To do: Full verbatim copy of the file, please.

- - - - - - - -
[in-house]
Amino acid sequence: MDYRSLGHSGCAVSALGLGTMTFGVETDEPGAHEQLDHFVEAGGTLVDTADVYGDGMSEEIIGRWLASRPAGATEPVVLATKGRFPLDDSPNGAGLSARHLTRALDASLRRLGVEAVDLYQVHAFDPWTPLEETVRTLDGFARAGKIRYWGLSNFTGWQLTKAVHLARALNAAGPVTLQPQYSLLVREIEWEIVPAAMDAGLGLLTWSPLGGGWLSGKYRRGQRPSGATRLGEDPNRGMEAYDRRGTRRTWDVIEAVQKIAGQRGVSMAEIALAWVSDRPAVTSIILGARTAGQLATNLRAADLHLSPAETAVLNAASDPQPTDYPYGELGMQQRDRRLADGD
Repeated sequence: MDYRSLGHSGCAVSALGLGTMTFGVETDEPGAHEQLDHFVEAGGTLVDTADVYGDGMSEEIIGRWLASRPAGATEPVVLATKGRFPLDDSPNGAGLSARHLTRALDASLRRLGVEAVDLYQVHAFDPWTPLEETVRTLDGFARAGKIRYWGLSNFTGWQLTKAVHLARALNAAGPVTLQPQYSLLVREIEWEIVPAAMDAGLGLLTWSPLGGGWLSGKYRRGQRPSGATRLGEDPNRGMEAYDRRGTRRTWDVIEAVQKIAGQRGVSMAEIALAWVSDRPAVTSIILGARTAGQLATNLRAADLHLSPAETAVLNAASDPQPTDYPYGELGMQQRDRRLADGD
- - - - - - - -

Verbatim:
[in-house]
Amino acid sequence: MDYRSLGHSGCAVSALGLGTMTFGVETDEPGAHEQLDHFVEAGGTLVDTADVYGDGMSEEIIGRWLASRPAGATEPVVLATKGRFPLDDSPNGAGLSARHLTRALDASLRRLGVEAVDLYQVHAFDPWTPLEETVRTLDGFARAGKIRYWGLSNFTGWQLTKAVHLARALNAAGPVTLQPQYSLLVREIEWEIVPAAMDAGLGLLTWSPLGGGWLSGKYRRGQRPSGATRLGEDPNRGMEAYDRRGTRRTWDVIEAVQKIAGQRGVSMAEIALAWVSDRPAVTSIILGARTAGQLATNLRAADLHLSPAETAVLNAASDPQPTDYPYGELGMQQRDRRLADGD
Repeated sequence: MDYRSLGHSGCAVSALGLGTMTFGVETDEPGAHEQLDHFVEAGGTLVDTADVYGDGMSEEIIGRWLASRPAGATEPVVLATKGRFPLDDSPNGAGLSARHLTRALDASLRRLGVEAVDLYQVHAFDPWTPLEETVRTLDGFARAGKIRYWGLSNFTGWQLTKAVHLARALNAAGPVTLQPQYSLLVREIEWEIVPAAMDAGLGLLTWSPLGGGWLSGKYRRGQRPSGATRLGEDPNRGMEAYDRRGTRRTWDVIEAVQKIAGQRGVSMAEIALAWVSDRPAVTSIILGARTAGQLATNLRAADLHLSPAETAVLNAASDPQPTDYPYGELGMQQRDRRLADGD